Amid a growing push in Washington to subsidize domestic computer chip production so the United States can maintain its technological lead over China, a prominent former U.S. government scientist has warned that such a policy could be counterproductive and antithetical to American values.
Nineteen trade associations urged congressional leaders in a joint letter dated July 22 to pass the CHIPS for America Act—a bill that would allocate $52 billion for the promotion of the U.S. semiconductor manufacturing industry. The letter followed a House Subcommittee on Strategic Technologies and Advanced Research (STAR) hearing on microelectronics, at which multiple participants on July 20 also expressed support for the legislation.
Semiconductors, or chips, play a vital role in the economy, helping power computers, smartphones, and numerous other technologies. Chips have been in short supply in recent months as a result of supply chain disruptions stemming from COVID-19-related government lockdowns.
Much of the semiconductor supply chain is located in Southeast Asia. The groups pushing for the CHIPS for America Act say it’s necessary to help the United States maintain its technological lead over China, as well as to build domestic capacity in case of conflict or disruption.
“While the governments of our global competitors have invested heavily to attract new semiconductor manufacturing and research facilities, the absence of comparable U.S. incentives has made our country less competitive,” states the letter, signed by the U.S. Chamber of Commerce, United Autoworkers, the Semiconductor Industry Association and 16 other groups. “To be competitive and strengthen the resilience of critical supply chains, we believe the U.S. needs to incentivize the construction of new and modernized semiconductor manufacturing facilities and invest in research capabilities.”
The trade associations are joined by other heavy hitters in a concerted lobbying effort for domestic subsidies. Perhaps most prominently, semiconductor subsidies are supported by the U.S. National Security Commission on Artificial Intelligence (NSCAI)—a government commission run by power brokers such as former Google Chief Executive Eric Schmidt; Amazon Web Services CEO Andy Jassy; Oracle CEO Safra Catz; former U.S. Deputy Defense Secretary Bob Work; and Chris Darby, the head of In-Q-Tel, a government venture capital organization started by the CIA.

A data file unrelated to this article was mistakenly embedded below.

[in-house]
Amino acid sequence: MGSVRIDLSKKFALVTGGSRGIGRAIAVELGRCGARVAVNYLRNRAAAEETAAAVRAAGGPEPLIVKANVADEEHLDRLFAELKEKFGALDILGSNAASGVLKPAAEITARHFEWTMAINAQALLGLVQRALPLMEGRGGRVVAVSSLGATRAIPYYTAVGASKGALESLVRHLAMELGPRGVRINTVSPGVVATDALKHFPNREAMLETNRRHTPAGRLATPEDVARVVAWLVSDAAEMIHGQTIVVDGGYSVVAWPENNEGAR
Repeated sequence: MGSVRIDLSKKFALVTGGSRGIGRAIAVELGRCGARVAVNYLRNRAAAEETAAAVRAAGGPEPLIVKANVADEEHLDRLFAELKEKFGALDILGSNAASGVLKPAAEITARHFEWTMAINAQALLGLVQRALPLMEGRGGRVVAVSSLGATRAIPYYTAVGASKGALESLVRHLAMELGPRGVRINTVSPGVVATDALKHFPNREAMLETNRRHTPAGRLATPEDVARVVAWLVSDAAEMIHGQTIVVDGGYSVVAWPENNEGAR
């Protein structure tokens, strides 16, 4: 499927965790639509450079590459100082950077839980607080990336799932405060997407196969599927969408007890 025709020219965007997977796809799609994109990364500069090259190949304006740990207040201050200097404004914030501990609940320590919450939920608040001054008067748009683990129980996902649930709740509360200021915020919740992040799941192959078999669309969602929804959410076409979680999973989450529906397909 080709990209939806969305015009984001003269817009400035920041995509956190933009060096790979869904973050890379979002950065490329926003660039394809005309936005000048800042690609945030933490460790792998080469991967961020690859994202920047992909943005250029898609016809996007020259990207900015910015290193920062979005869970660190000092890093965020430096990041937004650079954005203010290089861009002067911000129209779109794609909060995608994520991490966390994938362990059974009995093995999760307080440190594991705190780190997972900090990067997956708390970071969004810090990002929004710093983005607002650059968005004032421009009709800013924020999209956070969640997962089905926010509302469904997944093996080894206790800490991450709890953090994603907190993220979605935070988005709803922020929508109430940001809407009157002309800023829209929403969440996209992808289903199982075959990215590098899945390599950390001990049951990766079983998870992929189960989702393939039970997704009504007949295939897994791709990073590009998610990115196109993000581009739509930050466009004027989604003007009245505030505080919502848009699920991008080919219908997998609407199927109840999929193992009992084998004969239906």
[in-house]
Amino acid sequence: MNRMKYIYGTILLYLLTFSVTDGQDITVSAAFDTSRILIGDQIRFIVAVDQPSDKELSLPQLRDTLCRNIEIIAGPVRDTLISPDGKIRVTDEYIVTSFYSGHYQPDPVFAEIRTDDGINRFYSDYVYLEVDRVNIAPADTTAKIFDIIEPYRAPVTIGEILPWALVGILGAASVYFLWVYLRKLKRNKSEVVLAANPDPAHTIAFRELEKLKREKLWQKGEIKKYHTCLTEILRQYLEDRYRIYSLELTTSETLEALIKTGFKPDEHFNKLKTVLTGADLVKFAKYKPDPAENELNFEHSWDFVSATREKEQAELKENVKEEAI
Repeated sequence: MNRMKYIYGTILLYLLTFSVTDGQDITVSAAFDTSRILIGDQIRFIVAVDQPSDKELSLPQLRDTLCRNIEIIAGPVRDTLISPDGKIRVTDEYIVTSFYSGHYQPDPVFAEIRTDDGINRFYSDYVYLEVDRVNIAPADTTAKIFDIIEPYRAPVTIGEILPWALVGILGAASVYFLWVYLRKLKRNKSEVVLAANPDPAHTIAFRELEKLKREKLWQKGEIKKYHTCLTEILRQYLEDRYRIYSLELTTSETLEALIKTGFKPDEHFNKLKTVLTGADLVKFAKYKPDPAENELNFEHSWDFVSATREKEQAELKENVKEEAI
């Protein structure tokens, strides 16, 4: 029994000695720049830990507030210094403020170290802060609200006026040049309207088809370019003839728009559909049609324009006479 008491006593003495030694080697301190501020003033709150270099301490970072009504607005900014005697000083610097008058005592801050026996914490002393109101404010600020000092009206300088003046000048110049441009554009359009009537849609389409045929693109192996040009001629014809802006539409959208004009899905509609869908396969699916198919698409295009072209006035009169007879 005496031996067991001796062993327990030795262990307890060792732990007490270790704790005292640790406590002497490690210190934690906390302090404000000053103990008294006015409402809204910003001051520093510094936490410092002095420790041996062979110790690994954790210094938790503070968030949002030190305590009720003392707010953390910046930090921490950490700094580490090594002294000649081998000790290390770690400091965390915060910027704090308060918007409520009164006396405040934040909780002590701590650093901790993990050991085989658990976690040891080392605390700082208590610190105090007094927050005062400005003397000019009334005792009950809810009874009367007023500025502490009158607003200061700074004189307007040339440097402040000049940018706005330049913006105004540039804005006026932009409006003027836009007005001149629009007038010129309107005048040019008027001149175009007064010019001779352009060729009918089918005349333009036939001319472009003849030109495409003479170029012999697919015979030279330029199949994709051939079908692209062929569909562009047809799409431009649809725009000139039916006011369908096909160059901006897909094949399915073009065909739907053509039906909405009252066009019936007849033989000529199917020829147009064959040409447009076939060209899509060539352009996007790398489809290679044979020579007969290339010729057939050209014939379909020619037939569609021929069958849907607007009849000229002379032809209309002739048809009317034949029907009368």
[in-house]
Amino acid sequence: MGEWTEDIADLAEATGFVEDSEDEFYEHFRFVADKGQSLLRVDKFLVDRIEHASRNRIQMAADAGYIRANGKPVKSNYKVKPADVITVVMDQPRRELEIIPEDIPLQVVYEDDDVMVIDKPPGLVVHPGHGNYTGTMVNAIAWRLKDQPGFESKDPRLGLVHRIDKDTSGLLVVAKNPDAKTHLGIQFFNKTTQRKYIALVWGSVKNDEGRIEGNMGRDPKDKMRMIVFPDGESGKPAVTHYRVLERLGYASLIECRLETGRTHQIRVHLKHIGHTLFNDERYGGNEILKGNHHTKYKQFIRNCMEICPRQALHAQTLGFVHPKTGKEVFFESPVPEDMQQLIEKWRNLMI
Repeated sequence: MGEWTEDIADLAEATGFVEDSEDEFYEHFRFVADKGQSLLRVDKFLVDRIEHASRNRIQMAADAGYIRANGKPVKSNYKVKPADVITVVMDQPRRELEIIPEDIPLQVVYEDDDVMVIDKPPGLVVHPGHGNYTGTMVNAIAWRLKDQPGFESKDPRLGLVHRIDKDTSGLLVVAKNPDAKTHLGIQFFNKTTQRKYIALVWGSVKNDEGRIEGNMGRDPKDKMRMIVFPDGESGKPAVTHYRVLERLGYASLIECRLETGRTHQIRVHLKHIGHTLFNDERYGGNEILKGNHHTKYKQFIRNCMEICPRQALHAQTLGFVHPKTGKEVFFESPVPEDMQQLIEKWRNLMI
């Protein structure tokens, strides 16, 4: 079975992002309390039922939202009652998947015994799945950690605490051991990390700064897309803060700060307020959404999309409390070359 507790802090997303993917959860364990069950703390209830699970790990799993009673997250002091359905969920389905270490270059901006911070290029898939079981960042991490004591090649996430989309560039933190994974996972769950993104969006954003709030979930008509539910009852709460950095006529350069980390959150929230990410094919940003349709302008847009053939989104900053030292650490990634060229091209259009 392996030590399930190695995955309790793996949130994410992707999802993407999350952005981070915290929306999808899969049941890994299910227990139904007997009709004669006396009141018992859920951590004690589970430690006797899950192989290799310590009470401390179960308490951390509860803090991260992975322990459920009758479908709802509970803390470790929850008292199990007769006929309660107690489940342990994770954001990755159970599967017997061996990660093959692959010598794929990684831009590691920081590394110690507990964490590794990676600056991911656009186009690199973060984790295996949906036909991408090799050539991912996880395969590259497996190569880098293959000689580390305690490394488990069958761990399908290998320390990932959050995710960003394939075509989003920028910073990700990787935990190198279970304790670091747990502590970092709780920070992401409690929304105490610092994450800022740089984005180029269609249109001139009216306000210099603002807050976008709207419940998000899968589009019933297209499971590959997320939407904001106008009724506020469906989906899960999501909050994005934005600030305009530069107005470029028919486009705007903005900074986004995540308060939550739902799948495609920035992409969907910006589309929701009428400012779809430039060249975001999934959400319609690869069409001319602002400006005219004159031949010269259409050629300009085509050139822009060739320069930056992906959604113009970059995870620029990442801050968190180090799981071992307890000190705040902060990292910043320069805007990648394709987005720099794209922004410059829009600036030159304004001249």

In its final report in March, the NSCAI recommended some $35 billion in semiconductor subsidies, as well as export controls on advanced semiconductor manufacturing equipment—the latter policy intended for preventing advanced technology from being easily transferred to countries like China.
“After decades leading the microelectronics industry, the United States is now almost entirely reliant on foreign sources for production of the cutting-edge semiconductors that power all the AI algorithms critical for defense systems and everything else,” said the NSCAI, which was created by Congress in 2018. “Put simply: the U.S. supply chain for advanced chips is at risk without concerted government action.”
While some groups, such as the libertarian think tank Cato Institute, have written in opposition to the CHIPS for America Act, seemingly most voices in Washington—including within the Biden administration—have expressed support.
However, at the STAR hearing on microelectronics, witness Lisa Porter, a former government scientist who holds a doctorate in physics, said she doubts the wisdom of having the government subsidize an industry that’s flush with cash.
Porter is one of the most prominent voices in Washington when it comes to government tech policy, having worked for In-Q-Tel, NASA, and DARPA, the Pentagon research-and-development agency famously known for helping spearhead the creation of the internet. Porter also helped start IARPA—the intelligence community’s version of DARPA—in 2007 before a stint as the deputy undersecretary of defense for research and engineering in 2018.
“I think I’m in the minority in this room on that, but I’m actually very concerned about spending a lot of taxpayer dollars in a subsidy kind of environment,” said Porter, who now works in the private sector.